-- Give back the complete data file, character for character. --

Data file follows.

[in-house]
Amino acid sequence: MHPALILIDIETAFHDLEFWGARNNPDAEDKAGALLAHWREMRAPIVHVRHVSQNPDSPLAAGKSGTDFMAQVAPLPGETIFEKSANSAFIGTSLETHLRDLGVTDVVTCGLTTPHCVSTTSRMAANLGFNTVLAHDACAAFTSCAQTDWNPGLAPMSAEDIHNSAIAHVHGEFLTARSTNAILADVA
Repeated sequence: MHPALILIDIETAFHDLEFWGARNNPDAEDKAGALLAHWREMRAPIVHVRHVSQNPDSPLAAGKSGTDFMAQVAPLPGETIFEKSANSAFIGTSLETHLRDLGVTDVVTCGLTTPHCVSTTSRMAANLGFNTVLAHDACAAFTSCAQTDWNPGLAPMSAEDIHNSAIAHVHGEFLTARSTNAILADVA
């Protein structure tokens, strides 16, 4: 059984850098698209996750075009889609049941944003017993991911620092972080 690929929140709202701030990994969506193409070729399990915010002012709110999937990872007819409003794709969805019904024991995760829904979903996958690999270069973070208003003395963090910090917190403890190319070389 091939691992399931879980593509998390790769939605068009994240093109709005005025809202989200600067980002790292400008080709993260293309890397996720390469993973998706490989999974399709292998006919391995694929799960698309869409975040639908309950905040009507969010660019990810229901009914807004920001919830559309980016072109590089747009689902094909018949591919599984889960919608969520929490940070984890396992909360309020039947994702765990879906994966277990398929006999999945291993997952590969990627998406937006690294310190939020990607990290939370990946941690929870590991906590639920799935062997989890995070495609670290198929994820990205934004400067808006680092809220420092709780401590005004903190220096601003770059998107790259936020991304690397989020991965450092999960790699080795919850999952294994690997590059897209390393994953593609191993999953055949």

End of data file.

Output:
[in-house]
Amino acid sequence: MHPALILIDIETAFHDLEFWGARNNPDAEDKAGALLAHWREMRAPIVHVRHVSQNPDSPLAAGKSGTDFMAQVAPLPGETIFEKSANSAFIGTSLETHLRDLGVTDVVTCGLTTPHCVSTTSRMAANLGFNTVLAHDACAAFTSCAQTDWNPGLAPMSAEDIHNSAIAHVHGEFLTARSTNAILADVA
Repeated sequence: MHPALILIDIETAFHDLEFWGARNNPDAEDKAGALLAHWREMRAPIVHVRHVSQNPDSPLAAGKSGTDFMAQVAPLPGETIFEKSANSAFIGTSLETHLRDLGVTDVVTCGLTTPHCVSTTSRMAANLGFNTVLAHDACAAFTSCAQTDWNPGLAPMSAEDIHNSAIAHVHGEFLTARSTNAILADVA
């Protein structure tokens, strides 16, 4: 059984850098698209996750075009889609049941944003017993991911620092972080 690929929140709202701030990994969506193409070729399990915010002012709110999937990872007819409003794709969805019904024991995760829904979903996958690999270069973070208003003395963090910090917190403890190319070389 091939691992399931879980593509998390790769939605068009994240093109709005005025809202989200600067980002790292400008080709993260293309890397996720390469993973998706490989999974399709292998006919391995694929799960698309869409975040639908309950905040009507969010660019990810229901009914807004920001919830559309980016072109590089747009689902094909018949591919599984889960919608969520929490940070984890396992909360309020039947994702765990879906994966277990398929006999999945291993997952590969990627998406937006690294310190939020990607990290939370990946941690929870590991906590639920799935062997989890995070495609670290198929994820990205934004400067808006680092809220420092709780401590005004903190220096601003770059998107790259936020991304690397989020991965450092999960790699080795919850999952294994690997590059897209390393994953593609191993999953055949």